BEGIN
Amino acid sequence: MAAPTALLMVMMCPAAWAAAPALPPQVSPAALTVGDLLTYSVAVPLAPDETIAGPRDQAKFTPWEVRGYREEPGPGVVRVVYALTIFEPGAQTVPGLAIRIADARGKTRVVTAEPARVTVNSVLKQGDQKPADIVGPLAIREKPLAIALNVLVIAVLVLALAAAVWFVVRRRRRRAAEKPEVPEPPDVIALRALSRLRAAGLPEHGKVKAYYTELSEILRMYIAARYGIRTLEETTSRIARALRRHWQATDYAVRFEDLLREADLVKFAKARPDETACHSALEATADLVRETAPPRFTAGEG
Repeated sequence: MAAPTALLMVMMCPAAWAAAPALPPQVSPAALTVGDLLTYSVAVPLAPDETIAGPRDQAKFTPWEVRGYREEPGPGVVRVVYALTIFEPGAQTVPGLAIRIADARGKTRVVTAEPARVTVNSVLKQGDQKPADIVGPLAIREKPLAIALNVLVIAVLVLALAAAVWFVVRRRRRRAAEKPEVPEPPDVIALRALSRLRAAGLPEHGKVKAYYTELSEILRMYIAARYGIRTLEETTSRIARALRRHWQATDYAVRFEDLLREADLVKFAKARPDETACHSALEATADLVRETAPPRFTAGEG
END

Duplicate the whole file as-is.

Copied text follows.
Amino acid sequence: MAAPTALLMVMMCPAAWAAAPALPPQVSPAALTVGDLLTYSVAVPLAPDETIAGPRDQAKFTPWEVRGYREEPGPGVVRVVYALTIFEPGAQTVPGLAIRIADARGKTRVVTAEPARVTVNSVLKQGDQKPADIVGPLAIREKPLAIALNVLVIAVLVLALAAAVWFVVRRRRRRAAEKPEVPEPPDVIALRALSRLRAAGLPEHGKVKAYYTELSEILRMYIAARYGIRTLEETTSRIARALRRHWQATDYAVRFEDLLREADLVKFAKARPDETACHSALEATADLVRETAPPRFTAGEG
Repeated sequence: MAAPTALLMVMMCPAAWAAAPALPPQVSPAALTVGDLLTYSVAVPLAPDETIAGPRDQAKFTPWEVRGYREEPGPGVVRVVYALTIFEPGAQTVPGLAIRIADARGKTRVVTAEPARVTVNSVLKQGDQKPADIVGPLAIREKPLAIALNVLVIAVLVLALAAAVWFVVRRRRRRAAEKPEVPEPPDVIALRALSRLRAAGLPEHGKVKAYYTELSEILRMYIAARYGIRTLEETTSRIARALRRHWQATDYAVRFEDLLREADLVKFAKARPDETACHSALEATADLVRETAPPRFTAGEG